CHARLESTON, W.Va. - Last year was a good year to be a West Virginia apple farmer.
Good local weather and damaged crops in other states helped boost both prices and production for Eastern Panhandle fruit growers in 2012.
"Last year, business-wise, was the best year we've ever had," said Mark Orr, co-owner of George S. Orr & Sons Inc. orchard in Martinsburg.
Orr, a second-generation farmer who runs the 58-year-old, family-owned 600-acre orchard with his brother, Mike, said Eastern Panhandle orchards were well positioned last year for a record season.
"Maybe once out of 20 years you're the one with the good crop at the good price," Orr said.
According to the U.S. Department of Agriculture, West Virginia's apple production was up 36 percent last year. State growers harvested 91 million pounds of apples in 2012, up 24 million pounds from 2011.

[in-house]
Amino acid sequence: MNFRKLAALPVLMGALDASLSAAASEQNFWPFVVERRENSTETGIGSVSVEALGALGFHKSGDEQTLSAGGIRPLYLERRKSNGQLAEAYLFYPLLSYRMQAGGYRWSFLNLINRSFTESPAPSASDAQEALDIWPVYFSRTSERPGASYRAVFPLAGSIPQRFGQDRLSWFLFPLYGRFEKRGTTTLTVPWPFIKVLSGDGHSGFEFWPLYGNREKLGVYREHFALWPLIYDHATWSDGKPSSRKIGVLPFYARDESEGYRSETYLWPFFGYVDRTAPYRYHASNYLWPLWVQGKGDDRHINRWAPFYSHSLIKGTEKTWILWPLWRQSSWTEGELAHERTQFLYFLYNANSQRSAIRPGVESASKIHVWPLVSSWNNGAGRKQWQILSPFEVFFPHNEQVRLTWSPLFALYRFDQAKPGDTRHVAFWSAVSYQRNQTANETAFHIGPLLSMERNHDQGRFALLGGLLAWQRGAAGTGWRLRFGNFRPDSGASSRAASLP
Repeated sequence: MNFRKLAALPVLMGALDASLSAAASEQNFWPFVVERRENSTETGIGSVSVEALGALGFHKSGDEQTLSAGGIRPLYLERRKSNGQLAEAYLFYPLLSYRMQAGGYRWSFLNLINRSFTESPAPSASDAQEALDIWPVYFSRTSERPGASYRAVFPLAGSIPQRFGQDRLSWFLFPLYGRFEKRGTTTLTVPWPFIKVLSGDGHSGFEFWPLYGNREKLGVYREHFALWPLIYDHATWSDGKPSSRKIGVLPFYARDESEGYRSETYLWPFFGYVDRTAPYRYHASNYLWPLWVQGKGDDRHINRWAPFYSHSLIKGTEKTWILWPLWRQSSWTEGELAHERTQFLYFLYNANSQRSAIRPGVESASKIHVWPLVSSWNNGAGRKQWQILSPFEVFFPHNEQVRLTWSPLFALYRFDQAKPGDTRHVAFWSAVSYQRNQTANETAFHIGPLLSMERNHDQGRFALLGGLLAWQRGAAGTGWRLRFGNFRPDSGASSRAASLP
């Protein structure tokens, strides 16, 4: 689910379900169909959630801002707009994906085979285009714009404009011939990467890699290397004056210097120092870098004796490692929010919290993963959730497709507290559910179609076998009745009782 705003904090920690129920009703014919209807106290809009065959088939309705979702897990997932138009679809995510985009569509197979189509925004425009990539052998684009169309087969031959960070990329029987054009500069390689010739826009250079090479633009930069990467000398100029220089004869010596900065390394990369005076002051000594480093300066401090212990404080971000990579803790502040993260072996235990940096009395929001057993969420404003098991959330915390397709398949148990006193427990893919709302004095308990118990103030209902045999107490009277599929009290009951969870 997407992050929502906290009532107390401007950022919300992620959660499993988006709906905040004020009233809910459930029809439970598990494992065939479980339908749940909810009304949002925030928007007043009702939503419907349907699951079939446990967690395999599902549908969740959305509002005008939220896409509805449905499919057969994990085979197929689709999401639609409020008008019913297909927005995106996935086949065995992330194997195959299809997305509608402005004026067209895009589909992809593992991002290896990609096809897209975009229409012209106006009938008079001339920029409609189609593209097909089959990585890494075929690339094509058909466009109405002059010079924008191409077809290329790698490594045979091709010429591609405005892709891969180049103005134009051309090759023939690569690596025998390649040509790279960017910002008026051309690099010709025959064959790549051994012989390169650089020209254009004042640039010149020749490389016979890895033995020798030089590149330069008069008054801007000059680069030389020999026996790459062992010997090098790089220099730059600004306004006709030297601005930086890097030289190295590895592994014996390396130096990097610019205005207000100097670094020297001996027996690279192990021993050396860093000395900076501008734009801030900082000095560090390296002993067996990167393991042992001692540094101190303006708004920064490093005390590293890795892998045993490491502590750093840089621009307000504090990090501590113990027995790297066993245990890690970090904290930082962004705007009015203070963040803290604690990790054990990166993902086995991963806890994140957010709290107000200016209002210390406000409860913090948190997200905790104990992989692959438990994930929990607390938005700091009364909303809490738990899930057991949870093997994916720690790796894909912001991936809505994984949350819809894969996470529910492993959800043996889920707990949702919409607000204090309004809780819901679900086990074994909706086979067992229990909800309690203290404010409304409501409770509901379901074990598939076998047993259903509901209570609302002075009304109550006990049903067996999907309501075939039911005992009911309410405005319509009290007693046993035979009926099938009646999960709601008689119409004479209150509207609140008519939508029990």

That was a sharp contrast to the national trend, which saw a 4 percent decline in total U.S. apple production. It also came in spite of West Virginia farmers having 900 fewer acres devoted to the fruit last year.
Orr said some of the increase was due to the natural growing cycle for apples.
He said apples tend to grow in two-year cycles. They will often have a strong growing season one year followed by a smaller crop the next year.
"In 2011 we had a short crop, so naturally, without any frost damage, and under normal weather conditions, we were set to have a good crop (in 2012)," Orr said.
He said the warm winter in early 2012 helped the trees bloom early, accelerating the growing season.
The result was a record crop for the year.
"We had the largest crop we've ever had," Orr said. "We had 517,000 bushels. The best year we'd had before that was something like 430,000."
And quantity wasn't the only thing up in 2012. Prices shot up too.
Early in the season, growers in Michigan, New York and North Carolina all enjoyed the early blooming period caused by the warmer winter.
However, a late cold snap pushed overnight temperatures to the low 20s in those states, damaging the crop from the rest of the growing season.